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The extension to this Georgian home beautifully blends old and new

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by Megan Burns
18th Apr 2024

Ryan + Lamb Architects worked to preserve as many of the original features as possible, while creating extra space with a new extension.

This Georgian home was in need of renovation when its owners bought it, and they turned to Dublin-based Ryan + Lamb Architects. The building had many of its original features intact, but some were in need of repair.

They wanted to preserve as much of the original home as possible, Anne Cook, architect and creative designer at Ryan + Lamb explains, but the one area that didn’t work was the lower level annex. “There was a pokey kitchen and dining area,” she says, “but they wanted a contemporary living space which connected with the garden.”

The firm’s design involved adding a contemporary extension and sensitively restoring the original fabric of the house including brickwork, plaster details, sash windows and timber joinery. They also converted a mid-level landing and box room into a walk-in wardrobe and en suite to create a master bedroom suite to the front of the house with a restored bay window.

One of the key aspects of the project, Anne says, was sensitively integrating the old and new. “Our conservation experience meant the restoration wasn’t particularly difficult,” she explains, “but the connection and expression of old and new was the design challenge. We wanted to retain the beautiful Georgian window and brickwork to the rear of the house but we also needed that space for the extension.”

Their solution was an elegant glass light box which connected the extension to the house.

“It’s one of the nicest parts of the project. The interaction is simple – the old restored Georgian pasts are clearly visible and can be appreciated. The glass box allows the original elements to exist undisturbed but it also highlights their beauty.”

When it came to choosing colours and materials, it was all about bringing the period features to life in the existing house, while adding a contrasting contemporary edge in the extension. 

“Original timber joinery and plaster details were restored and painted to emphasise their beauty,” Anne explains. “Soft and dark colour palettes were used intermittently – the materials and palettes were influenced by the orientation, character and use of the rooms.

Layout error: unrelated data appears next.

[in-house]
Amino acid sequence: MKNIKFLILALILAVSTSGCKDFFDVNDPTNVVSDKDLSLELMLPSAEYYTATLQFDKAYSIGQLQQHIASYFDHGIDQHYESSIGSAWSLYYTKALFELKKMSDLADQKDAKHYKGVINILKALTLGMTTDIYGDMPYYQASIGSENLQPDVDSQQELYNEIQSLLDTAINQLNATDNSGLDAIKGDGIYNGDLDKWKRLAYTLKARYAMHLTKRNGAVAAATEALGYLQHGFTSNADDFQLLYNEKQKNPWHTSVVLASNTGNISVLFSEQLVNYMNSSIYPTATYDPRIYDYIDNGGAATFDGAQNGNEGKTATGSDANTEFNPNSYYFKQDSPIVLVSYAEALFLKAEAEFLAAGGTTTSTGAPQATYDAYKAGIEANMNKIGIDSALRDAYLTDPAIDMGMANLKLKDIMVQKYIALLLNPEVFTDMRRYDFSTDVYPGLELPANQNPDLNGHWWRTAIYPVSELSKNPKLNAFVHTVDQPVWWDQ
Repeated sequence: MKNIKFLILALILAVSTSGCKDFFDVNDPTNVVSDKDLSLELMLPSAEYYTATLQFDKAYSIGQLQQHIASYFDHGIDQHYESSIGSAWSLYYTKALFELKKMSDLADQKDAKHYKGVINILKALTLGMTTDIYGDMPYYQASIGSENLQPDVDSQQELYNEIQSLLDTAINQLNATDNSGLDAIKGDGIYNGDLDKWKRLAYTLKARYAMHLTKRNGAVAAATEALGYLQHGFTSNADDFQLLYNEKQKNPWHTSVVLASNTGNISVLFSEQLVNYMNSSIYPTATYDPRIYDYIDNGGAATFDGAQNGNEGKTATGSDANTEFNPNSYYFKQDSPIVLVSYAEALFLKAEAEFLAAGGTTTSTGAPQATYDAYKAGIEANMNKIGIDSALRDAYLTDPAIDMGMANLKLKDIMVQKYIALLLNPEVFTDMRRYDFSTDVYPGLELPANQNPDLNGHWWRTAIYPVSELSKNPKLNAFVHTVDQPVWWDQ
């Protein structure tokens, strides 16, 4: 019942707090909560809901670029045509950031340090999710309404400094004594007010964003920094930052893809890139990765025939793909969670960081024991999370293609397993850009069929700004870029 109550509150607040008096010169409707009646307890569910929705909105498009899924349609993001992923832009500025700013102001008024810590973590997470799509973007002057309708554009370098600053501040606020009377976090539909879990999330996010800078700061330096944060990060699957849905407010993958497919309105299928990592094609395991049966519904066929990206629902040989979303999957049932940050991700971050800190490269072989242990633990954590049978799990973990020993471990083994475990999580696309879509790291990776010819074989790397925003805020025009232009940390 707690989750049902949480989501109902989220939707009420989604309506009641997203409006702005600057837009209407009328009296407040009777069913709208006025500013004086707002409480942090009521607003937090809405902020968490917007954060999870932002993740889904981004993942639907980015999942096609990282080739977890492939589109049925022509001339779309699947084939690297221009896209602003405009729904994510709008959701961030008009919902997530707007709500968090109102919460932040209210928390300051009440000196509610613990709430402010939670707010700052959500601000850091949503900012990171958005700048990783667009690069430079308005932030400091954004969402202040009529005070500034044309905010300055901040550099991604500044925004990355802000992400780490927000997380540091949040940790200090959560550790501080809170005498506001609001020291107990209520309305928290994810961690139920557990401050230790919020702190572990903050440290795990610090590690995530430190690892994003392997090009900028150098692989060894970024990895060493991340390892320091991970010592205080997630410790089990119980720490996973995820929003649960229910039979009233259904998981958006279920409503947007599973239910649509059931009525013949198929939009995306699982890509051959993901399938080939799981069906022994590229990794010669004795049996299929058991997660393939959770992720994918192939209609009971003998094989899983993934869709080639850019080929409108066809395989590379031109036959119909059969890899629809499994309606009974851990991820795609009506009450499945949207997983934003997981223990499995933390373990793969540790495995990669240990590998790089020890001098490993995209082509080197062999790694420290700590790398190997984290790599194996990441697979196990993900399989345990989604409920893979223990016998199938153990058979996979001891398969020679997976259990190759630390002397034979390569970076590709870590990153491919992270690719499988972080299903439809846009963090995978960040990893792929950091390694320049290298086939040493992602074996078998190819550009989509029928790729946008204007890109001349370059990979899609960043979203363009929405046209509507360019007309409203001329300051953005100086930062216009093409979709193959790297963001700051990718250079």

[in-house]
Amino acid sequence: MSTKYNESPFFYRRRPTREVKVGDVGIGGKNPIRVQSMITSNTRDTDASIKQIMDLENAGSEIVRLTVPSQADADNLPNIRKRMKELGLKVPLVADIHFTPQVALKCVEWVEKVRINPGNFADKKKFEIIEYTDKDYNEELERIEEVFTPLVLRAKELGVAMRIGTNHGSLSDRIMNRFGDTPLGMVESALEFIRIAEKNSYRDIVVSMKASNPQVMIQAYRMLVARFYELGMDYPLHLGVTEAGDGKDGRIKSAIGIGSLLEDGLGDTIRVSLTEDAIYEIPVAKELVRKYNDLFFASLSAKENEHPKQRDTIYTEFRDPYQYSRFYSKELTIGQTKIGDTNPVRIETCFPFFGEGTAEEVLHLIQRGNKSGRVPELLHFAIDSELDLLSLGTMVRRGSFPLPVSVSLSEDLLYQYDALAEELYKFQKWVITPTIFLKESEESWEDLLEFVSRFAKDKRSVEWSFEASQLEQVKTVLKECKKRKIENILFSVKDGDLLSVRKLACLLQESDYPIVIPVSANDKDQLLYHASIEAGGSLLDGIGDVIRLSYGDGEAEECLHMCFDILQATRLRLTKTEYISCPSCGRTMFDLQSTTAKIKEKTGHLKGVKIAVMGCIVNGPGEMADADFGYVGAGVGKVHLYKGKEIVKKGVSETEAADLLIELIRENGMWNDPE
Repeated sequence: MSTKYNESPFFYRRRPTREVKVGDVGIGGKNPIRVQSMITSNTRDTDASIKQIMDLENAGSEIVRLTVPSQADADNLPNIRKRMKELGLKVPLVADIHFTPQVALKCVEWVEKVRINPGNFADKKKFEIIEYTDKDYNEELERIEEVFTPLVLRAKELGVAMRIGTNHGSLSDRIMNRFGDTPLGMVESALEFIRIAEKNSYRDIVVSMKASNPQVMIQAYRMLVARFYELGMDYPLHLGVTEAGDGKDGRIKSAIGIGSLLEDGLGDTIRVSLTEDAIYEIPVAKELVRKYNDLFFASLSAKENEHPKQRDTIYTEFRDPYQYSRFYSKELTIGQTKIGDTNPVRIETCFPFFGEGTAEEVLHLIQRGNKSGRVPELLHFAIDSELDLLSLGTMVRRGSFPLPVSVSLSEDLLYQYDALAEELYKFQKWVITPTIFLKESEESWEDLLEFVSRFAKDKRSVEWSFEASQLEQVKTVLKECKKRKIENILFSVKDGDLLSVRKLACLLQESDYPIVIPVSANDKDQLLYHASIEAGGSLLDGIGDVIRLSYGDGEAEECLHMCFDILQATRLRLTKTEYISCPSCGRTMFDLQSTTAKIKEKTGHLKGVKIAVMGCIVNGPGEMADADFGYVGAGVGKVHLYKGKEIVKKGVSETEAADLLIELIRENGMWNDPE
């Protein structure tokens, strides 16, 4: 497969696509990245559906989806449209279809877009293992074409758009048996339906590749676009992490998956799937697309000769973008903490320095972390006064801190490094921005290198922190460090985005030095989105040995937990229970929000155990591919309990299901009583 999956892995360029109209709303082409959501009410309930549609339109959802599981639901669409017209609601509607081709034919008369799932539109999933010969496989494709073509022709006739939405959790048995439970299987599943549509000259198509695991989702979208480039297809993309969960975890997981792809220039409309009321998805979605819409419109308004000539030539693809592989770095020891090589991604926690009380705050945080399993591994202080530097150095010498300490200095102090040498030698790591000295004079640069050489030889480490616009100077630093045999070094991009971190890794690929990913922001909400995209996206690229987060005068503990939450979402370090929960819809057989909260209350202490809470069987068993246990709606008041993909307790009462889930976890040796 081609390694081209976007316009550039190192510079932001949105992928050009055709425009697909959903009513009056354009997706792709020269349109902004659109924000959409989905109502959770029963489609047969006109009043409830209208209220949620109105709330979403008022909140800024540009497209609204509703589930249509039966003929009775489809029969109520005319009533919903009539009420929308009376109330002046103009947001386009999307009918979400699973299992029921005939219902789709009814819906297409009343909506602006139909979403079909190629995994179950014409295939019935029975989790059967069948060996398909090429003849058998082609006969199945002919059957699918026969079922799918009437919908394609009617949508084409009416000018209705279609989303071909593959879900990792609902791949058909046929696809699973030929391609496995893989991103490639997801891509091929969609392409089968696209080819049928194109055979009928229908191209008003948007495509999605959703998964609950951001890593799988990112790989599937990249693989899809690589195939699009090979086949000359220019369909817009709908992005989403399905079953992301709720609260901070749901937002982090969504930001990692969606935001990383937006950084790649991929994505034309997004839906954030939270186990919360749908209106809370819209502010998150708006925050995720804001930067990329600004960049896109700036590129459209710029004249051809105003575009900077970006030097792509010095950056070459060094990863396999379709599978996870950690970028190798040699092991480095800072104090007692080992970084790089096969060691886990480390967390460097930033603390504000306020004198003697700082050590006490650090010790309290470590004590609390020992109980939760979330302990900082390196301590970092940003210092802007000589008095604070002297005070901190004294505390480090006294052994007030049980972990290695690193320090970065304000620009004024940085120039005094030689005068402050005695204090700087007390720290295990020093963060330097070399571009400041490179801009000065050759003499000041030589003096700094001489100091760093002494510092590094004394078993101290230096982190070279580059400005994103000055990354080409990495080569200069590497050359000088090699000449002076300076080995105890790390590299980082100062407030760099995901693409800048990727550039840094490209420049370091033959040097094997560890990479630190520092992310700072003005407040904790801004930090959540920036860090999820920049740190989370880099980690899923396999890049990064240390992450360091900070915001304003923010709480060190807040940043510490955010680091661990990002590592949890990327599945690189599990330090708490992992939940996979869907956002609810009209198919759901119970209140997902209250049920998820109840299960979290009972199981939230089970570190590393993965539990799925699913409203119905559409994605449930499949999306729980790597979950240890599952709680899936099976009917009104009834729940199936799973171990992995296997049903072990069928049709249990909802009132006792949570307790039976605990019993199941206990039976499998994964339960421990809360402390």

The main bedroom has a deep blue colour on the walls, echoed by the curtain fabric, while the curtain lining is white and speaks to the joinery.

The timber floors were sanded and stained so the timber brings a warmth to the room. “The overall effect is a homely space which celebrates the restored period detail,” Anne says. 

In the library and home office a rich green was used, and combined with carefully selected furniture to give a period feel, whilst through the window the contemporary glass box provides a contrast.

While in the extension, the palette was kept simple – white walls, a light marmoleum floor and black window frames – as the brick and outdoor planting provide colour and texture.

Project architect Rory Ryan notes that the project was a smooth process. “The building contractor, Charlie Curtis, was fantastic to work with. His attention to detail ensured that our design and conservation brief was executed perfectly. So you walk into a home that’s a century old but has a feeling of being new. It’s a wonderful feeling.”

One of the most successful aspects of the home is how the extension works with the original house. “The contemporary space is clean and simple and you can always see parts of the old house from within the new,” Rory says. “It’s understated and subordinate and therein lies its best qualities.”

A favourite detail is the light box in the kitchen. “The light box gives you the feeling of being in a greenhouse, almost like you are outdoors. The brick facade, granite window sill and original timber sash window were meticulously restored and they are within the delicate glass box. It’s like having some living history in your kitchen.”

Another important aspect of the design was the patio space, allowing the home to continue seamlessly into the garden. “We altered the levels subtly in the garden to make a connected, usable outdoor space for the extended living area,” Rory says. “We created a level external space to enhance the flow of the house. So when you sit in the living space the glazed facade connects you to the rear.”

Photography: Ste Murray 

Georgian extension
Georgian extension
Georgian extension
Georgian extension
Georgian extension

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